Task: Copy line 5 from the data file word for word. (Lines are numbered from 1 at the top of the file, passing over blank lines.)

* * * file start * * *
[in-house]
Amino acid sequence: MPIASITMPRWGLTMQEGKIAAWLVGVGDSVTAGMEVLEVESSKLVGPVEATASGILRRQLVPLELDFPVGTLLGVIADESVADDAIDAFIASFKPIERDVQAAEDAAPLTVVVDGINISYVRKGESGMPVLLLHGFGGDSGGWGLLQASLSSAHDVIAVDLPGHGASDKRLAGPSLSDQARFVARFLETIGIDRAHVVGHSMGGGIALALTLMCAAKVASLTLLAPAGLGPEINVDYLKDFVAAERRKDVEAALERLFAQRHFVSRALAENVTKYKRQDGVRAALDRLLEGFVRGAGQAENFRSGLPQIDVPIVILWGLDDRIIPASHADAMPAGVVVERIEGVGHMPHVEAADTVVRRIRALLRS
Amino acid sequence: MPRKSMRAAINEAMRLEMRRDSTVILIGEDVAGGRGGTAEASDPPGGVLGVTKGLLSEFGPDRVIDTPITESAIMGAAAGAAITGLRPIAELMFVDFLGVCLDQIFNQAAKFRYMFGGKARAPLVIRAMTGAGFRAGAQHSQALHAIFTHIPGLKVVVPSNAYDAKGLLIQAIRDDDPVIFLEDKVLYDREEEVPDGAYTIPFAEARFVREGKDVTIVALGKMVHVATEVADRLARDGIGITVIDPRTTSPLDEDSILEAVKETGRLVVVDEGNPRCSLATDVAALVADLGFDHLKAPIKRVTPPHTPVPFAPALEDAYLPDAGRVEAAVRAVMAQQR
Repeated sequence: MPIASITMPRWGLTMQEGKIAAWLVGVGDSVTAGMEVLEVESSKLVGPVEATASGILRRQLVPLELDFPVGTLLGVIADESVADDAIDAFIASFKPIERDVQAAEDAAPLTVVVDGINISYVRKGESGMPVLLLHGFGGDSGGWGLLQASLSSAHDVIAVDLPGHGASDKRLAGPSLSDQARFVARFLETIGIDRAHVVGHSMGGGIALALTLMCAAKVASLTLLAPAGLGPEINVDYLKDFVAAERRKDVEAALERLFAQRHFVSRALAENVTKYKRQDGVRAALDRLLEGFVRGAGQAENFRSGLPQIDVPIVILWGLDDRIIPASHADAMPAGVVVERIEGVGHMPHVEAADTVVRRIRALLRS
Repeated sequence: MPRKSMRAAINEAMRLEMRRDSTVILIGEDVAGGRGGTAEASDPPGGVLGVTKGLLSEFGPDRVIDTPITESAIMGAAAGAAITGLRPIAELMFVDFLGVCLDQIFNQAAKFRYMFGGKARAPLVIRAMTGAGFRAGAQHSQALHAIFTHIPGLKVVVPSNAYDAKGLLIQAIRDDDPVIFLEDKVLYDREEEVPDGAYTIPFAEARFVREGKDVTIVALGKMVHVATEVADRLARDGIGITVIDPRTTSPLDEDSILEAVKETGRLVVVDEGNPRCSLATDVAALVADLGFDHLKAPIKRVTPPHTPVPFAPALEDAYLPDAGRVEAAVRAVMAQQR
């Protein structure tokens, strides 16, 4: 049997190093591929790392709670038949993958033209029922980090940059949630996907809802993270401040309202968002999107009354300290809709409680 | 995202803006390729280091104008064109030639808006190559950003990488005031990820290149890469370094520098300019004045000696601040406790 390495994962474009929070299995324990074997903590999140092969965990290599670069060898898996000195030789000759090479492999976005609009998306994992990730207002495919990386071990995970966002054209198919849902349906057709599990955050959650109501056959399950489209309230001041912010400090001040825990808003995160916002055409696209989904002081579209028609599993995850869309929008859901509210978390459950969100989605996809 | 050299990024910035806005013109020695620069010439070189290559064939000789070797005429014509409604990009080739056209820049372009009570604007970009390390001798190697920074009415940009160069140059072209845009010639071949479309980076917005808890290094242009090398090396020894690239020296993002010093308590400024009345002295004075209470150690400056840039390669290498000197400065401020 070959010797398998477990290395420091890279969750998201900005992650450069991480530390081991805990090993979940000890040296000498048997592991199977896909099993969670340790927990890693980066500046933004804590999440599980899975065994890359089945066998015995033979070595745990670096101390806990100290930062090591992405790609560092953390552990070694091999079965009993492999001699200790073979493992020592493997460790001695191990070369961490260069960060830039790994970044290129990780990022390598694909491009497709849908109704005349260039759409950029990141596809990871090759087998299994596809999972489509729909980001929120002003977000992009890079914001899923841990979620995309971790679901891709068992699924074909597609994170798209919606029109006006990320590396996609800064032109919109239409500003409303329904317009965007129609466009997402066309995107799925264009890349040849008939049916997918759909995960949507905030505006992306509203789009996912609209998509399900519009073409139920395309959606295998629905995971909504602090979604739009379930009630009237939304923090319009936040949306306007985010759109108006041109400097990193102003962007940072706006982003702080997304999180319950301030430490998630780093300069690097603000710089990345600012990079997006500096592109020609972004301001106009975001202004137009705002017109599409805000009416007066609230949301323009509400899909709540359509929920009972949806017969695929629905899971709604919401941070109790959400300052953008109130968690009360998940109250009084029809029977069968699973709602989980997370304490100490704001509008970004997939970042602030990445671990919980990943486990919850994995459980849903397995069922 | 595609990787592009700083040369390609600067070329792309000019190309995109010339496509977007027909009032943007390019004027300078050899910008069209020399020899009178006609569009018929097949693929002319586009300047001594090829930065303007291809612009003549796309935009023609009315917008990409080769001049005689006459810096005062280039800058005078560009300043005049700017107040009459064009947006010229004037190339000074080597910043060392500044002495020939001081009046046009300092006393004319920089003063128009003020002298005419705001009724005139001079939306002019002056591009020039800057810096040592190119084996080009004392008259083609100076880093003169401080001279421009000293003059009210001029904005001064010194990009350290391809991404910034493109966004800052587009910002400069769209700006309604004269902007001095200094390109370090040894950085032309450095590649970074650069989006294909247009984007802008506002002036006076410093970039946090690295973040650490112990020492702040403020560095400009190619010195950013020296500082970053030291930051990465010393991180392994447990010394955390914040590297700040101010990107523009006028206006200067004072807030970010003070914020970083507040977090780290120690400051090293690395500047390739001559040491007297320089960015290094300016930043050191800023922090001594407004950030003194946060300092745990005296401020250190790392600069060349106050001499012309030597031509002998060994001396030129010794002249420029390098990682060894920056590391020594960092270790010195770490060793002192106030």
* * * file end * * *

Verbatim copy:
Repeated sequence: MPRKSMRAAINEAMRLEMRRDSTVILIGEDVAGGRGGTAEASDPPGGVLGVTKGLLSEFGPDRVIDTPITESAIMGAAAGAAITGLRPIAELMFVDFLGVCLDQIFNQAAKFRYMFGGKARAPLVIRAMTGAGFRAGAQHSQALHAIFTHIPGLKVVVPSNAYDAKGLLIQAIRDDDPVIFLEDKVLYDREEEVPDGAYTIPFAEARFVREGKDVTIVALGKMVHVATEVADRLARDGIGITVIDPRTTSPLDEDSILEAVKETGRLVVVDEGNPRCSLATDVAALVADLGFDHLKAPIKRVTPPHTPVPFAPALEDAYLPDAGRVEAAVRAVMAQQR